Justice Tempered with Mercy
3rd Sunday of Lent (Year B)

Jeremiah R. Grosse
Reproduced with Permission

Several years ago when I started teaching my class entitled Introduction to the Pentateuch, the first five books of the Hebrew Scriptures, one of the assignments I gave my ninth grade students was to ask their parents to name three Bible stories which they could remember off the top of their head. The students were to write down the answers and the next day they gave us the responses in class.

The top three answers were, Adam and Eve, the Burning Bush, and Moses receiving the Ten Commandments. I suspect that the last two were based more upon Cecil B. DeMille’s movie than the Bible, but the stories are there.

This morning’s first reading from the Book of Exodus deals with Moses receiving the Ten Commandments from God. God tells Moses that He is a jealous God and that He will inflict punishment on the children of those who hate Him to the third and fourth generation, but He will bestow mercy down to the thousandth generation on the children of those who love Him.

The prophet Joel tells that God desires mercy, not sacrifice. When asked what the Lord requires for praising and offering, the Prophet Micah tells us to “do justly, love mercy, and walk humbly with our God”.

Even something as potentially overwhelming as canon law is guided by mercy. The two principles which guide all of canon law are canonical equity and Canon #1752, the last of the canons. Canonical equity states that justice most always be tempered with mercy and Canon #1752 states that the supreme law of the Church is the salvation of souls.

No true parent when trying to teach their child a lesson does so in order to destroy the child, but does so in the hope that the child will learn the lesson and not make the same mistake again. This is also true of God and His Church.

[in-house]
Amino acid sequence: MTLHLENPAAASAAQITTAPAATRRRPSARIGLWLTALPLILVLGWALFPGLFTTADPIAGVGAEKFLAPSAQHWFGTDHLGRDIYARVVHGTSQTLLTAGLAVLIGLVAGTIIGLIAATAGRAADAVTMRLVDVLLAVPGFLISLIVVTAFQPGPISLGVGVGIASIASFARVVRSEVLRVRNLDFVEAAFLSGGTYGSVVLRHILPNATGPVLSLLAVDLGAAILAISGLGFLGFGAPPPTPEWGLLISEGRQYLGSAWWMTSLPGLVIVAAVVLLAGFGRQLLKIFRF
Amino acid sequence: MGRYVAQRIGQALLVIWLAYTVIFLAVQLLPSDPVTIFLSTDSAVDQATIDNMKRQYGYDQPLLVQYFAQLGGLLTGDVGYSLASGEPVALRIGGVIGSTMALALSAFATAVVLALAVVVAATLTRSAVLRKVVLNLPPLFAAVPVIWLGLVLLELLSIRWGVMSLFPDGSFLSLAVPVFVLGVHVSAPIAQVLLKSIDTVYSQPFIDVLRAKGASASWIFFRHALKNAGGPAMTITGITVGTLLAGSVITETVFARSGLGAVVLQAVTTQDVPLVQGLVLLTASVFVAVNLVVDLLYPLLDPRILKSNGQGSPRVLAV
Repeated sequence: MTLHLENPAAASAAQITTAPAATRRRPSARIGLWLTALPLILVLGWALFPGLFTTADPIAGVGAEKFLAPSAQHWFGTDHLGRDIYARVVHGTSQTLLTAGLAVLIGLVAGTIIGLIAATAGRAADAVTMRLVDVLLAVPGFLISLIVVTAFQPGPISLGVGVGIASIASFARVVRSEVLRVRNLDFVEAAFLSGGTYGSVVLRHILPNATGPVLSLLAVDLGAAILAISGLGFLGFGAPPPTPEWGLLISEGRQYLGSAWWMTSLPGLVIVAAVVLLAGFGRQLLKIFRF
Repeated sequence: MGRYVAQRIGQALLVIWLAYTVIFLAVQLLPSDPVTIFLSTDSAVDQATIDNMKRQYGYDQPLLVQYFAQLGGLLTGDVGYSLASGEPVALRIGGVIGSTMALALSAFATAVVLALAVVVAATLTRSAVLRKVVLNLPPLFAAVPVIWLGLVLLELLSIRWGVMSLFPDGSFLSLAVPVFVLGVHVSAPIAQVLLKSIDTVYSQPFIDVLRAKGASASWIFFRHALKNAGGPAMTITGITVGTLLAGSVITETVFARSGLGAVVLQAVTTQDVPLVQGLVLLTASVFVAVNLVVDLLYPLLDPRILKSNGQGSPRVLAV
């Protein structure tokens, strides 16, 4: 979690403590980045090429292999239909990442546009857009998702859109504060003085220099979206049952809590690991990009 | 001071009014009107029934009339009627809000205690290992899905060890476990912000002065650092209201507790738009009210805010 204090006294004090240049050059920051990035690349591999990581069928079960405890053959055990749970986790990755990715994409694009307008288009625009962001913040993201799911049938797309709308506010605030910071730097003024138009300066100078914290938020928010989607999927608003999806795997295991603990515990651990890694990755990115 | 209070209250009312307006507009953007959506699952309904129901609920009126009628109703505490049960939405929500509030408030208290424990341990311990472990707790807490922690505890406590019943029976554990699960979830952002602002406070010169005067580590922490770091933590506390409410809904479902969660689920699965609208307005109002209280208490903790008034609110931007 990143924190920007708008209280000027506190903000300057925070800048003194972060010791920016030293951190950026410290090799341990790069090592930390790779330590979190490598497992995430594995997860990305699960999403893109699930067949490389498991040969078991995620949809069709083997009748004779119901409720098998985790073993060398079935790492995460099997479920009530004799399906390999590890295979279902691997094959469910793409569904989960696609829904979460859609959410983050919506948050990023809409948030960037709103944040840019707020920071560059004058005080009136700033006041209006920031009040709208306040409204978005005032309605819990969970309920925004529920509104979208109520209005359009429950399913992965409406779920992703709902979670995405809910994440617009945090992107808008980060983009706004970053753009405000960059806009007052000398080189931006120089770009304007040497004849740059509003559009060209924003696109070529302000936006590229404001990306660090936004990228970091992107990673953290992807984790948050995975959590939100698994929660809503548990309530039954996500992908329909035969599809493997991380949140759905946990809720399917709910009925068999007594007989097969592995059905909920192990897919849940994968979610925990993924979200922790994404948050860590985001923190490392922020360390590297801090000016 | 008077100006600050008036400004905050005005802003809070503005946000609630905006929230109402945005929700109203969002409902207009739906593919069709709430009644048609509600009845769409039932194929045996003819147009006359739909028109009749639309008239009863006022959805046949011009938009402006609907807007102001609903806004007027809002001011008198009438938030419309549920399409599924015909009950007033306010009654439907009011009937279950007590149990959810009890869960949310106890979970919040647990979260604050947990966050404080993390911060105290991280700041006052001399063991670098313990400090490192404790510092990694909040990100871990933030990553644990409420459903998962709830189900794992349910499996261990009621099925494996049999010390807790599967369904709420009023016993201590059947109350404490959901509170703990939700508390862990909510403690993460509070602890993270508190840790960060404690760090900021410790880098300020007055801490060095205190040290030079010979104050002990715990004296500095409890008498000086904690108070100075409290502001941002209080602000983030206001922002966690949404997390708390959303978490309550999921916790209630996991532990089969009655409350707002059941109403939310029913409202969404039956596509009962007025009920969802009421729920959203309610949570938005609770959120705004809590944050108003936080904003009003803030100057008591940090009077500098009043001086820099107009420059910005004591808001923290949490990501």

The Rule of St. Benedict begins with the phrase, “Listen, my child, to the precepts of your master, and incline the ear of your heart; willingly receive and faithfully fulfill the admonition of your loving father that you may return by the labor of obedience to Him

from whom you had departed through the sloth of disobedience.”

Each year the Church gives us this joyful Season of Lent when we prepare to celebrate the Paschal mystery with mind and heart renewed.

This season gives us an opportunity to reflect upon those times in our lives when we have turned away from God. We go down into ourselves with a flashlight looking for the evil we have intended or done—not to excise it as some alien growth, but to discover the holy spark within it. We begin not by rejecting the evil, but acknowledging it as something we meant to do. This is the only way that we can truly raise and redeem it.

All sin comes originally from the pure and holy sparks of Divine motivation—the desires to nurture and be nurtured, to support those we love, to find intimacy, and to reach transcendence. If we can recognize the holy sparks within our sins, and have a clear vision of the world and those around us, we can raise those sparks and redeem them. In this way not only do we atone for our sins, but we gain access to new forces of holiness within us.

The mercy which God speaks of is His offering to us. We have this wonderful opportunity to rekindle the Divine spark within us that might seem to be flickering due to our sinful actions.

The Sacrament of Reconciliation allows us to rekindle that Divine spark and experience the mercy of God immediately as we receive absolution for our sins. What a wonderful gift the Church given us!

We live in a society where, for many, vengeance is more important than mercy. God does not desire His “pound of flesh” from us even though He would certainly be entitled to it. Instead, as far as the east is from the west does God put our sins away from Himself.

Sharing God’s mercy with others can do more to bring a person to accepting God in their lives than anything we might ever be able to say to them. Let us share the mercy we have received from God with those we meet so that they can know the source of our joy and be willing to turn their lives over to God as well.